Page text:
This is the tenth in a series of posts spotlighting Latinx illustrators of picture books. Some of these artists have been creating children’s books for many years, while others will have their first book out soon. They come from many different cultural backgrounds, but all are passionate about connecting with readers through art and story. Please look for their books at bookstores and libraries!

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Raissa Figueroa

Raissa Figueroa is an illustrator and graphic designer based in San Diego, California. Her art graces such picture books as Princess, Unlimited, by Jacob Sager Weinstein, and Oona, by Kelly DiPucchio.

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Q: What or who inspired you to become an artist? 

A: I recently stumbled on some journals I had written in the 3rd grade at my parent’s house and found these gems:

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But life happened and I was too scared to succumb to the “starving artist” motif. I continued to sketch in the margins of my notebooks in school, fiddled with Microsoft paint and took a life drawing class in college, but in the end, I switched my major to graphic design so that I’d have a better chance financially. I learned a lot of things that I was able to use in landing my position at the small business I ended up working at from right after I graduated college in 2012 up until March of 2020. But my spark for pursuing art returned to me a bit earlier, in 2016, following a suicide attempt that left me unable to move around very well for a stretch of months. It just so happened that I stumbled across a channel on YouTube that focused on concept art. I was thrilled that such a thing even existed, and I became OBSESSED.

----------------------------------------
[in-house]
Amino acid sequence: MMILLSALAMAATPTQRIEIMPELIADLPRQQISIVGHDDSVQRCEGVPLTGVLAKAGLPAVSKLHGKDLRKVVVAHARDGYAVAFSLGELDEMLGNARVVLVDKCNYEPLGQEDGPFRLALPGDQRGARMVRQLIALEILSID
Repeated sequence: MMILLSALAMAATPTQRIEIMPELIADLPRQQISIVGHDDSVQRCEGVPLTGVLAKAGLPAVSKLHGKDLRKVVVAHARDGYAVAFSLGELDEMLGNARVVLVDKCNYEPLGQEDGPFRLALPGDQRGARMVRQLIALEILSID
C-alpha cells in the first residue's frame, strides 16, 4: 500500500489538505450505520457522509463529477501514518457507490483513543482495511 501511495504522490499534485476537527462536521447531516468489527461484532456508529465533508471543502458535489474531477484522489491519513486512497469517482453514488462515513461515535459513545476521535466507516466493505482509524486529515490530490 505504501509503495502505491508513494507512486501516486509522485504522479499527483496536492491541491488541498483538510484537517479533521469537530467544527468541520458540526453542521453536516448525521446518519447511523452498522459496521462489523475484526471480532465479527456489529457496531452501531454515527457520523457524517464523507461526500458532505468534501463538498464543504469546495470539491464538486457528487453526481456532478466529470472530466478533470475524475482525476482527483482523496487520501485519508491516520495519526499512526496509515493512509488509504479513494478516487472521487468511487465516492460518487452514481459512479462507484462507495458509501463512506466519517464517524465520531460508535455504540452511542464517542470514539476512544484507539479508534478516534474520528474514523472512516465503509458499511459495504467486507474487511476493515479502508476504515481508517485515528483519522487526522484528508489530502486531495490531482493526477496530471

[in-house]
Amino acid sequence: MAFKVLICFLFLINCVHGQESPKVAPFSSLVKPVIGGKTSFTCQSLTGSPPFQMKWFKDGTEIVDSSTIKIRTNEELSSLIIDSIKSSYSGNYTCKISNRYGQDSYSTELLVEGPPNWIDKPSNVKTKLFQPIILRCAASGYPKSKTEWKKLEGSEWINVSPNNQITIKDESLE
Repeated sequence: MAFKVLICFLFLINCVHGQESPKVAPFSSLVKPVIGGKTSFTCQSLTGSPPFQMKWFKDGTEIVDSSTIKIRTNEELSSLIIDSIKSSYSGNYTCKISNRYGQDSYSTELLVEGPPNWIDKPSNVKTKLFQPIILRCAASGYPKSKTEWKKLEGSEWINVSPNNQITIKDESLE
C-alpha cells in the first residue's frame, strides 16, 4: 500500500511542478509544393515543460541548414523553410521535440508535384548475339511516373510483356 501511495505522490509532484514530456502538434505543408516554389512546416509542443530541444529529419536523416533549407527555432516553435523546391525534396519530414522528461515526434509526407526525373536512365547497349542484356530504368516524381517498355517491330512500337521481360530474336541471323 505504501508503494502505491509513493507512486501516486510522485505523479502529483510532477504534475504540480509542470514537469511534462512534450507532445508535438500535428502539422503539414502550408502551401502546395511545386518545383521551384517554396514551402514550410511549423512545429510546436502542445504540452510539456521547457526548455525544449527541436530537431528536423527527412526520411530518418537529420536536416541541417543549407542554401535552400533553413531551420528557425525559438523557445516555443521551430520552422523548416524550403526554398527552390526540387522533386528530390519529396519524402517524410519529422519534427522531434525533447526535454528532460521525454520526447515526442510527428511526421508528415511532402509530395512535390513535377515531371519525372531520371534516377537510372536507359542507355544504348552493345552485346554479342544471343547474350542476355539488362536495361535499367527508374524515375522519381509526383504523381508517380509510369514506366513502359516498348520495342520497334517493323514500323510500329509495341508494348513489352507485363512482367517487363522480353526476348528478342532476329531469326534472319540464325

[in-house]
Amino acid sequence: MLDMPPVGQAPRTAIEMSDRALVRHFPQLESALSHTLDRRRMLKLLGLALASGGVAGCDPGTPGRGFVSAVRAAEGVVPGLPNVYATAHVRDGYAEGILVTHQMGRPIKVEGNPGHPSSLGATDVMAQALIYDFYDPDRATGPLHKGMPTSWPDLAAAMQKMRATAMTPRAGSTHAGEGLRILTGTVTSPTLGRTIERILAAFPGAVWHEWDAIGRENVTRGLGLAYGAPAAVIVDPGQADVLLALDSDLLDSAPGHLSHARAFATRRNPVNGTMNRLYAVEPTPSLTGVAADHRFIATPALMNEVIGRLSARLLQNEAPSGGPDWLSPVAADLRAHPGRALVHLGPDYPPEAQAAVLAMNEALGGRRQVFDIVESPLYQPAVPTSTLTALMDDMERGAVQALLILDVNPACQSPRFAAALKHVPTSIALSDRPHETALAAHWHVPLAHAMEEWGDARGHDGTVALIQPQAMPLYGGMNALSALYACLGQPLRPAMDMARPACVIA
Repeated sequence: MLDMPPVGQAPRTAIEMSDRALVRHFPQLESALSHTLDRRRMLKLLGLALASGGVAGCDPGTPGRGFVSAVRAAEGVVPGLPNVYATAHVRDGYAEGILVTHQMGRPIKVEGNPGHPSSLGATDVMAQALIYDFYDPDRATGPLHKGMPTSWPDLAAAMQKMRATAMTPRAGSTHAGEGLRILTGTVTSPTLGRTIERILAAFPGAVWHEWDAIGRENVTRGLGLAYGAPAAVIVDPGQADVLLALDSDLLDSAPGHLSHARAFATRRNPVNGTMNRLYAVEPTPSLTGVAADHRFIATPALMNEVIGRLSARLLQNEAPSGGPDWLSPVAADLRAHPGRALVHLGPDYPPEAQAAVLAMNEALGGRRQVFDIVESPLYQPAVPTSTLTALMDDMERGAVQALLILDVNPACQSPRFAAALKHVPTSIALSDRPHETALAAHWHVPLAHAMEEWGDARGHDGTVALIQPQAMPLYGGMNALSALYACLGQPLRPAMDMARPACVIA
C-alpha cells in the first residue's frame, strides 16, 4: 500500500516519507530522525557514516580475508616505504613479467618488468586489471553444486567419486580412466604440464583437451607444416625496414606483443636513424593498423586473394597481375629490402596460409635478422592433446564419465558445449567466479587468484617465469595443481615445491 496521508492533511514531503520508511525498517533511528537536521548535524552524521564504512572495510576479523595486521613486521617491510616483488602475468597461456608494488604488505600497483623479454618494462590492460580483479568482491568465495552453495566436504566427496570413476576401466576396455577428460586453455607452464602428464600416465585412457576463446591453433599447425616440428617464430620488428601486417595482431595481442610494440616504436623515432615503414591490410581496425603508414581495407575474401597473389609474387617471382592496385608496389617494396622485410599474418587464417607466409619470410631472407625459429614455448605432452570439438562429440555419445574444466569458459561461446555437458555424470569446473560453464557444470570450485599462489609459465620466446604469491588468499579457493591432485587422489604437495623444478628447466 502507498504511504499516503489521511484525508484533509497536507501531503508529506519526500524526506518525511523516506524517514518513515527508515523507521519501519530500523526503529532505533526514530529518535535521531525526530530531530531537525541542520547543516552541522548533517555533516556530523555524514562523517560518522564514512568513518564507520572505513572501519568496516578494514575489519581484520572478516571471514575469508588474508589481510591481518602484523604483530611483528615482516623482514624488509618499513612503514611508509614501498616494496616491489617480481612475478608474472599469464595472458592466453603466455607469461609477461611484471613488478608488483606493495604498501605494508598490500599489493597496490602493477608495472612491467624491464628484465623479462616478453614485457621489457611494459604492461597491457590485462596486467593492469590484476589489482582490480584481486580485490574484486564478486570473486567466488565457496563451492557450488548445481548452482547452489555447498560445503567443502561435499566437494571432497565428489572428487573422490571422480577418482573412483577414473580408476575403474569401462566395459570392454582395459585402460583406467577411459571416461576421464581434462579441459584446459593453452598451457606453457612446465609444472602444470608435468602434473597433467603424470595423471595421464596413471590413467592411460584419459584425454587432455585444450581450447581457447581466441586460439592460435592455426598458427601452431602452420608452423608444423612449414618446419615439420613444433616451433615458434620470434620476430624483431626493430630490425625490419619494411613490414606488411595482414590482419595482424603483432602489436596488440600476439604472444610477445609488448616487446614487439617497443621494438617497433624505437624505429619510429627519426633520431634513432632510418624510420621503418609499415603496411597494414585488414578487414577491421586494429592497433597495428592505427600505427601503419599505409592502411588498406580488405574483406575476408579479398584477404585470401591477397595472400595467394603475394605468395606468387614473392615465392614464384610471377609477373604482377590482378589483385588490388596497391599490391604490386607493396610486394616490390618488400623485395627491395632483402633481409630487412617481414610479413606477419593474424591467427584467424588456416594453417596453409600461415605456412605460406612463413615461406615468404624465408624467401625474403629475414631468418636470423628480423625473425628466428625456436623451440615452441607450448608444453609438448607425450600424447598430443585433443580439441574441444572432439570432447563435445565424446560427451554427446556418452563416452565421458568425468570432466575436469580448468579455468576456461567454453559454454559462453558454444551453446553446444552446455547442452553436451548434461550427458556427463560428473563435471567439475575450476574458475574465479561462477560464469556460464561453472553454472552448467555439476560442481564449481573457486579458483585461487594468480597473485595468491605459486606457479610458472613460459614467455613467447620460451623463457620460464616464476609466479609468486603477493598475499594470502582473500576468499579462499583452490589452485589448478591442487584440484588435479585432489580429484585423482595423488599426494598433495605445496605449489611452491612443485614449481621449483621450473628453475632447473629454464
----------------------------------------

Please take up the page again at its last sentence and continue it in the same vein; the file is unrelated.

I watched every art-related video I could find on YouTube, blew through self directed online classes, bought books, and sketched profusely. Coincidentally, in the summer of 2016, my friend began a weekly paint night, and that’s where I discovered a love of watercolor. Even after she moved away, I still continued to practice painting, slowly building my confidence from primarily sketches and drawings with pencils, to the wonderfully frightening and exciting world of color.

I began to post to Instagram, and through a series of strange events, too long to list here, I landed a literary agent who introduced me to the world of children’s books. Through an act of God, I landed several book deals within a very short time frame, and so began the pursuit of this life path: returning to my childhood self, who seemed to know me better than I do now.